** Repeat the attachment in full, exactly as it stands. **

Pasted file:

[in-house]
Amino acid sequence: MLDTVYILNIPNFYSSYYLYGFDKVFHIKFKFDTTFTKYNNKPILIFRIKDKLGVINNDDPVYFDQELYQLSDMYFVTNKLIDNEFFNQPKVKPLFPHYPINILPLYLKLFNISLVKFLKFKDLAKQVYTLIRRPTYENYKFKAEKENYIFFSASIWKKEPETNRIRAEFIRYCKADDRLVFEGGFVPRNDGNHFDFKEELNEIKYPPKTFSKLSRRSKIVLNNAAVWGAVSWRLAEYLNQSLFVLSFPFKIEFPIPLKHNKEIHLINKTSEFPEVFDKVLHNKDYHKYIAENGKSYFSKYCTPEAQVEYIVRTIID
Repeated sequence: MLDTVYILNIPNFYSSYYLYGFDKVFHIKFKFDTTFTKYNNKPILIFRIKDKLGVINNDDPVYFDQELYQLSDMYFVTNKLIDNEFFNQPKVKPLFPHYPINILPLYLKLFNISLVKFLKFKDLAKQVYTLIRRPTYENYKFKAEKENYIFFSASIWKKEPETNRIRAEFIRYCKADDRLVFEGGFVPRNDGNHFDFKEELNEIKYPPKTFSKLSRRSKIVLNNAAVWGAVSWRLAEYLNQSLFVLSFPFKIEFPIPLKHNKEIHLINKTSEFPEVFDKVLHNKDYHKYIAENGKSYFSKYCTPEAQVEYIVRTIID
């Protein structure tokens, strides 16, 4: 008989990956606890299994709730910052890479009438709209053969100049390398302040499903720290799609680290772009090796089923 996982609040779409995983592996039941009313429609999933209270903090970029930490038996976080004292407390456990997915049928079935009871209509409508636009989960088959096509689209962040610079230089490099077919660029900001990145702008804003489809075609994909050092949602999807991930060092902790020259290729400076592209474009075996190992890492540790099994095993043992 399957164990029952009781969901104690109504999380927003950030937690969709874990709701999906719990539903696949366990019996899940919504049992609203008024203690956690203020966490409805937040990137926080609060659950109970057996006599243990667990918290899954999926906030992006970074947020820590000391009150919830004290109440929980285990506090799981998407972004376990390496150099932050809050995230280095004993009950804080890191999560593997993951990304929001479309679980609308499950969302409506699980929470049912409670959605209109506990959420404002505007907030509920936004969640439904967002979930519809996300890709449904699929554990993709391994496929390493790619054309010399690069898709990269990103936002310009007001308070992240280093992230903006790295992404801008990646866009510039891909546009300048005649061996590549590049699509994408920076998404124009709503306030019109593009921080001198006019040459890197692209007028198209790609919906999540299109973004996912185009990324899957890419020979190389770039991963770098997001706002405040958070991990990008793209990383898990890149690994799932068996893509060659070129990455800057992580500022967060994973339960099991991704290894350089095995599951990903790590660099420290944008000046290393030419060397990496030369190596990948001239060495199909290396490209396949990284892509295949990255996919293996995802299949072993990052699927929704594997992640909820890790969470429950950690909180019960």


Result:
[in-house]
Amino acid sequence: MLDTVYILNIPNFYSSYYLYGFDKVFHIKFKFDTTFTKYNNKPILIFRIKDKLGVINNDDPVYFDQELYQLSDMYFVTNKLIDNEFFNQPKVKPLFPHYPINILPLYLKLFNISLVKFLKFKDLAKQVYTLIRRPTYENYKFKAEKENYIFFSASIWKKEPETNRIRAEFIRYCKADDRLVFEGGFVPRNDGNHFDFKEELNEIKYPPKTFSKLSRRSKIVLNNAAVWGAVSWRLAEYLNQSLFVLSFPFKIEFPIPLKHNKEIHLINKTSEFPEVFDKVLHNKDYHKYIAENGKSYFSKYCTPEAQVEYIVRTIID
Repeated sequence: MLDTVYILNIPNFYSSYYLYGFDKVFHIKFKFDTTFTKYNNKPILIFRIKDKLGVINNDDPVYFDQELYQLSDMYFVTNKLIDNEFFNQPKVKPLFPHYPINILPLYLKLFNISLVKFLKFKDLAKQVYTLIRRPTYENYKFKAEKENYIFFSASIWKKEPETNRIRAEFIRYCKADDRLVFEGGFVPRNDGNHFDFKEELNEIKYPPKTFSKLSRRSKIVLNNAAVWGAVSWRLAEYLNQSLFVLSFPFKIEFPIPLKHNKEIHLINKTSEFPEVFDKVLHNKDYHKYIAENGKSYFSKYCTPEAQVEYIVRTIID
């Protein structure tokens, strides 16, 4: 008989990956606890299994709730910052890479009438709209053969100049390398302040499903720290799609680290772009090796089923 996982609040779409995983592996039941009313429609999933209270903090970029930490038996976080004292407390456990997915049928079935009871209509409508636009989960088959096509689209962040610079230089490099077919660029900001990145702008804003489809075609994909050092949602999807991930060092902790020259290729400076592209474009075996190992890492540790099994095993043992 399957164990029952009781969901104690109504999380927003950030937690969709874990709701999906719990539903696949366990019996899940919504049992609203008024203690956690203020966490409805937040990137926080609060659950109970057996006599243990667990918290899954999926906030992006970074947020820590000391009150919830004290109440929980285990506090799981998407972004376990390496150099932050809050995230280095004993009950804080890191999560593997993951990304929001479309679980609308499950969302409506699980929470049912409670959605209109506990959420404002505007907030509920936004969640439904967002979930519809996300890709449904699929554990993709391994496929390493790619054309010399690069898709990269990103936002310009007001308070992240280093992230903006790295992404801008990646866009510039891909546009300048005649061996590549590049699509994408920076998404124009709503306030019109593009921080001198006019040459890197692209007028198209790609919906999540299109973004996912185009990324899957890419020979190389770039991963770098997001706002405040958070991990990008793209990383898990890149690994799932068996893509060659070129990455800057992580500022967060994973339960099991991704290894350089095995599951990903790590660099420290944008000046290393030419060397990496030369190596990948001239060495199909290396490209396949990284892509295949990255996919293996995802299949072993990052699927929704594997992640909820890790969470429950950690909180019960």